The 77th Sustainment Brigade is the successor to the 77th Infantry Division, which served in both World War I and WWII. Following World War II, it was re-activated as one of the six combat divisions in the Army Reserve. In 1967 it was re-organized into the 77th US Reserve Command and went on to serve in the Vietnam War, the Gulf War, and other various missions. In 1995 it shifted into a role more appropriate for peacetime, becoming the 77th Regional Support Command and assigned to assist NATO peacekeeping efforts in Yugoslavia. Since then, they have assisted refugees, built roads and schools in Guatemala, and provided medical care and aid to remote mountain towns.

Six soldiers of the 77th lost their lives in the attack on the World Trade Centers in 2001. In the aftermath of the terrorist attack, they assisted civilians, city agencies, and federal agencies. Many of the soldiers also held civilian jobs that aided in the relief efforts, such as firefighters, paramedics, and the police. It was deactivated and reactivated into its current form as the 77th Sustainment Brigade in September 2008.
The famous “Lost Battalion” of WWI was comprised of nine companies of the 77th Infantry Division. In the Argonne forest in 1918, the division advanced toward the German line, believing themselves to be supported by French forces on their right flank. However, the French advance was stalled, and the division found itself surrounded by the Germans and cut off. For six days it took heavy casualties, but held it ground. At one point they were bombarded by American artillery, and only ceased when a carrier pigeon got through to the main lines with the message “WE ARE ALONG THE ROAD PARALELL 276.4. OUR ARTILLERY IS DROPPING A BARRAGE DIRECTLY ON US. FOR HEAVENS SAKE STOP IT”. However, the fighting created a distraction that allowed the Allied forces to break the German line.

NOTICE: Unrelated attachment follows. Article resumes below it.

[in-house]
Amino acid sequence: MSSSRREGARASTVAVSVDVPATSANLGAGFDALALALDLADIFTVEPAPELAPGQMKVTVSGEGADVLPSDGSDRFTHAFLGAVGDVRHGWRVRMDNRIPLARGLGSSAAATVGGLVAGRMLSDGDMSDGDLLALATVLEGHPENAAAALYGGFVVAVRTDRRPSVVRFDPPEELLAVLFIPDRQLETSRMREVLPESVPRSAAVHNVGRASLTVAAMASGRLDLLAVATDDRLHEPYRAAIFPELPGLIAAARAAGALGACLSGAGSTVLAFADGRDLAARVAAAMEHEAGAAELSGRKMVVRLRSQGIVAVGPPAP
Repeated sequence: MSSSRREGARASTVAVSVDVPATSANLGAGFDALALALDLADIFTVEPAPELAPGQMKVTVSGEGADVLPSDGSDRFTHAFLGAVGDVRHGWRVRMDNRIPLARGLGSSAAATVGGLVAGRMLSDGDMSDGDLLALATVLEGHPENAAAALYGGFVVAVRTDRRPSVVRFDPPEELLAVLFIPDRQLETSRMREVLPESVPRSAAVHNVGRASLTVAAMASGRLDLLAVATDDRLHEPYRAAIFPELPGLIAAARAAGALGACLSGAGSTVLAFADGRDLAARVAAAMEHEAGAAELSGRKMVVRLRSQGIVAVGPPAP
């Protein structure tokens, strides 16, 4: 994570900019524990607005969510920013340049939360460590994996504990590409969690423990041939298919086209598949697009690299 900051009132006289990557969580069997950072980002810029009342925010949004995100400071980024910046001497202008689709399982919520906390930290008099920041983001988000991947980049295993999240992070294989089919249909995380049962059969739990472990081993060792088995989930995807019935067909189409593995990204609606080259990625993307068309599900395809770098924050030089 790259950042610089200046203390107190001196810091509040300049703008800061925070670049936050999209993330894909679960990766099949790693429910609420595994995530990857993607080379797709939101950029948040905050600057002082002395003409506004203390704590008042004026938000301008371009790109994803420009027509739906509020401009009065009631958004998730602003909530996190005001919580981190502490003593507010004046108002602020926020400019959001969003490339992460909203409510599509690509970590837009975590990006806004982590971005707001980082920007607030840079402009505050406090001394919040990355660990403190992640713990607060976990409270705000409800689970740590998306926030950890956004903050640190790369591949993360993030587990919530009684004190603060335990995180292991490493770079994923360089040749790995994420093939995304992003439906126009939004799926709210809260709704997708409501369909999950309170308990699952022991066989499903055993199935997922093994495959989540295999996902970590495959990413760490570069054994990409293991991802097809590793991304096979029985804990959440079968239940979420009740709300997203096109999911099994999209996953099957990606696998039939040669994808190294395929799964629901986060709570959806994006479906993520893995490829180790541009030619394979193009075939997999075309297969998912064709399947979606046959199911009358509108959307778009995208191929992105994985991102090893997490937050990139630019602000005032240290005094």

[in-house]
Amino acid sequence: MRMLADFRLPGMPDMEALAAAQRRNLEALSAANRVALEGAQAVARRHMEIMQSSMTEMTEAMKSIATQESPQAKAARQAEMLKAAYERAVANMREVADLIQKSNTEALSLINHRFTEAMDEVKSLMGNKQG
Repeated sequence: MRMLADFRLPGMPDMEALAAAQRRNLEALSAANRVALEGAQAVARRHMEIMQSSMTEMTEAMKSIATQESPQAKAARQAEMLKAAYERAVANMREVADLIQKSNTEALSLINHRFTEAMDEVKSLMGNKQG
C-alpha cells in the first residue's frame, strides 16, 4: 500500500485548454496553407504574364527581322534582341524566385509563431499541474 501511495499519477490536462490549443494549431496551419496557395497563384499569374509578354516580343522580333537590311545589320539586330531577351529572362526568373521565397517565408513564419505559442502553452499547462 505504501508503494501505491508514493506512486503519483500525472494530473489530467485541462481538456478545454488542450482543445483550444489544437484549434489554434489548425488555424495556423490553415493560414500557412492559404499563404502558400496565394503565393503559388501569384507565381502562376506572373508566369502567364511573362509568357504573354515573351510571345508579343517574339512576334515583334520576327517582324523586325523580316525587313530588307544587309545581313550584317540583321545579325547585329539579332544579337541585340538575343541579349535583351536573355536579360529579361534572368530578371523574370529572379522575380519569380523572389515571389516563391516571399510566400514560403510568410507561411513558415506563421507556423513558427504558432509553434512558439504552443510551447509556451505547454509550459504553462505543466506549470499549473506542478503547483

When the division was initially created in World War I, almost all of its recruits were drafted from NYC. This led to the division being nicknamed the “Liberty Division,” sometimes referred to as the Statue of Liberty Division. Both of these are reflected by the Statue of Liberty on the Unit’s Patch; the same design is employed on the Division’s Combat Service Identification Badge. The Unit Crest is a windmill with a red-white-blue base, reflecting the Division’s New York City heritage (it was once called New Amsterdam).

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